The remaining Jews who stayed in Israel, most of them converted to Christianity and especially Islam over the years, leaving only a few of the original religious population left in the region. Many of today's Palestinians are culturally Arab, but genetically unrelated to the Arabs on the Arabian Pennisula...their ancestors were in fact Hebrews...the original population who slightly intermixed with Arabs, PErsians, various Africans, Turks, etc.

The major genetic difference between Palestinians and the Jews who returned from Europe, where that Jews in Europe heavily married out on the maternal side with white Europeans, mostly Germanic and Slavic groups, whereas the Palestinians married out with Arabs, Berbers, Egyptians, subSaharan Africans, etc.

Stephen said at July 19, 2006 5:57 PM:

An overwhelming response does not mean dropping a few bombs on arbitrary targets, nor does it mean minimally occupying an area.

Bob, you keep saying what your proposed "overwhelming response" doesn't mean, but you never get around to saying what it does mean. Spit it out.

Bob Badour said at July 20, 2006 4:23 PM:

It means recognizing they are fighting a long drawn out war and their only option for survival is to win the war. Since 1993, Israel has lacked the will to win the war.

Right now, Israel needs to wipe Hezbollah off the map and to convince Lebanon that the Lebanese can never afford to allow any such group to operate from within their borders. This might mean that the Lebanese have to complete the civil war they never finished so that the southern Shiites recognize the futility and the stupidity of their goals. Otherwise, they will never accept the rules of behaviour needed to protect the rest of Lebanon.

It means using every tactic available to achieve victory. If Israel is going to occupy any area, it must be with the explicit goal to kill or to drive out their enemies rather than to police anarchy. If they occupy an area, they can only leave once the inhabitants have sued for peace on Israel's terms. Otherwise, they are better off taking the area killing their enemies, destroying their enemies' assets, and pulling out as quickly as possible. If they need to take land to establish a defensible perimeter, they first need to drive everyone there to the other side of the perimeter.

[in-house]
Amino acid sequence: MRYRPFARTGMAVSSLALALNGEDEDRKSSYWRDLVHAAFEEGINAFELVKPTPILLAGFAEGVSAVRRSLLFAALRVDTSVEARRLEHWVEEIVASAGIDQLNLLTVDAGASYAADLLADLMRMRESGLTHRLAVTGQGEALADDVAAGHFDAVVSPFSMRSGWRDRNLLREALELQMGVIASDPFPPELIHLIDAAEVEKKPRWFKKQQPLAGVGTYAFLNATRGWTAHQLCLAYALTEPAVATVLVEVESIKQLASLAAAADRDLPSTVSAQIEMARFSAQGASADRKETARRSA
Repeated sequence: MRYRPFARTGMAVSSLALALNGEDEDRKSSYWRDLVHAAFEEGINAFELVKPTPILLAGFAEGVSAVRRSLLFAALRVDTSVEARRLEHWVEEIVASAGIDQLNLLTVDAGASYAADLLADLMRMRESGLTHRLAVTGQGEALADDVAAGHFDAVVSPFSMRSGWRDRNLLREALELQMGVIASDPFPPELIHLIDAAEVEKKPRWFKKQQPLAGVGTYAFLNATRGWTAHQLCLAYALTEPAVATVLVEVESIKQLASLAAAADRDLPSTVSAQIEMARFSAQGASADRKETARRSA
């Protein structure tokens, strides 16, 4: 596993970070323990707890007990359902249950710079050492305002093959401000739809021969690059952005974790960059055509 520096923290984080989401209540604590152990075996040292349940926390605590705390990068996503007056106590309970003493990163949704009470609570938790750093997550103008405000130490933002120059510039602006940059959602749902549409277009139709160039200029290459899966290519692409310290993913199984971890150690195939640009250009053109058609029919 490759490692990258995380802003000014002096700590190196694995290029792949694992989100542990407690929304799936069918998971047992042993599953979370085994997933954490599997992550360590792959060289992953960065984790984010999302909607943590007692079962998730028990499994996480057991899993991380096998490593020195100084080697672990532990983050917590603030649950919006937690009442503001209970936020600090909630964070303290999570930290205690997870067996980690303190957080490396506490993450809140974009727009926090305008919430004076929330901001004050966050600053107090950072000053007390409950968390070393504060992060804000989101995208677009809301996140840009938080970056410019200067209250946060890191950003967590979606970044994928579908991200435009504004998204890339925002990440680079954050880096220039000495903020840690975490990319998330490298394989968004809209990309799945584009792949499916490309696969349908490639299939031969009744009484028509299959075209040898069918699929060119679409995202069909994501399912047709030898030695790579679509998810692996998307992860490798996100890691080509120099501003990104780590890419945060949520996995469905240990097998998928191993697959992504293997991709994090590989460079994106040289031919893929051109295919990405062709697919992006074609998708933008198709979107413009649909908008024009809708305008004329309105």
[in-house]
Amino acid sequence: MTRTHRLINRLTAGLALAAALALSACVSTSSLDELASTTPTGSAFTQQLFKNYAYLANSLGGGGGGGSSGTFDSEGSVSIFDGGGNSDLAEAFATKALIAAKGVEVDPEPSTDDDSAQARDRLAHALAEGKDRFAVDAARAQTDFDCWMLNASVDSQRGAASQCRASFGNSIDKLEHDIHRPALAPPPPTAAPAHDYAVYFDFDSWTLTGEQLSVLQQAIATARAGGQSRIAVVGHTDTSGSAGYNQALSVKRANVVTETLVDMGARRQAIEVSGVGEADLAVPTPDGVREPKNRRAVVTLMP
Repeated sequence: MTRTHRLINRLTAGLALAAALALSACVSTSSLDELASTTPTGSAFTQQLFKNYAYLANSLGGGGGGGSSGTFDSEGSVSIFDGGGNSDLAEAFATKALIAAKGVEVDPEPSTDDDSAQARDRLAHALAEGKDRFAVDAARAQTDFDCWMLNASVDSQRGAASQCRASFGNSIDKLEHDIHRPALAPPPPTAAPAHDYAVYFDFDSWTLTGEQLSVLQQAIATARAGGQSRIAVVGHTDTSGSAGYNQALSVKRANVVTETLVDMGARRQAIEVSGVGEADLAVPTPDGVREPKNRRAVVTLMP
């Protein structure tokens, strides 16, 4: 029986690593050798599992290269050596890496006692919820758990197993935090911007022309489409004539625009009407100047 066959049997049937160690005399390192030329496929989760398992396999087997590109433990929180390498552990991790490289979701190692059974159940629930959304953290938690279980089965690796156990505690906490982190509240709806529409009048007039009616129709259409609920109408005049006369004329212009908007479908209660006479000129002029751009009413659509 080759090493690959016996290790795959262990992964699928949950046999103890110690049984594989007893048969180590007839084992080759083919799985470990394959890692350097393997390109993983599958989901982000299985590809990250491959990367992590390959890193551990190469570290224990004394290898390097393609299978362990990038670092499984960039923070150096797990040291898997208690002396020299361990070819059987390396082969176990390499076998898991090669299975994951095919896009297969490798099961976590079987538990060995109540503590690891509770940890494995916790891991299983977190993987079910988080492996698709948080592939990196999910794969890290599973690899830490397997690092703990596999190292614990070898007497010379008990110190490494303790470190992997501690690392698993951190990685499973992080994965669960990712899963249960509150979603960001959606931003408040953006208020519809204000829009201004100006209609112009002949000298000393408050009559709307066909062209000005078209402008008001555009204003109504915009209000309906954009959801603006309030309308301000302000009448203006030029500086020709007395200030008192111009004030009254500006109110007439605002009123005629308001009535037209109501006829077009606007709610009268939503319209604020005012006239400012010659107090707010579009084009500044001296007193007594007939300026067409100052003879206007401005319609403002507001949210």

Israel needs to convince nearby communities that any tolerance by those communities for attacks against Israel will mean total destruction for the community. They need to return to the effective policy they had for decades of "Live and let live or fuck with us and die quickly."

Instead of looking at the last 15 years or so when opposition to Israel has blossomed, one needs to look at the prior 45 years. The last 15 years have been effeminate bullshit not overwhelming response. Israel needs tough, determined leaders, like Golda, who aren't afraid to do the masculine thing.

Randall Parker said at July 21, 2006 3:56 PM:


Has opposition to Israel blossomed in the last 15 years? Most Arab governments are opposed to what Hezbollah is doing. It is not clear to me whether their populaces have become any more anti-Israeli. Perhaps. Many watch Al Jazeera and probably see only Arabs killed and only interpretations of events that are anti-Israeli.

As for "total destruction of the community": Which community? They are thinking on a smaller scale than you are. The Lebanese Christians do not want to send Lebanese Christian troops into South Lebanon to try to rule Shiites. The Druze and Christians wish Shiites weren't supporting Hezbollah. But they had a long civil war already and have no stomach for another one.

Area occupation: Yes, they could force the Shiites out of south Lebanon. But my guess is that the US would not support such a move at this point. Israel acts within constraints. It is not clear to me that Israel can follow the course you suggest.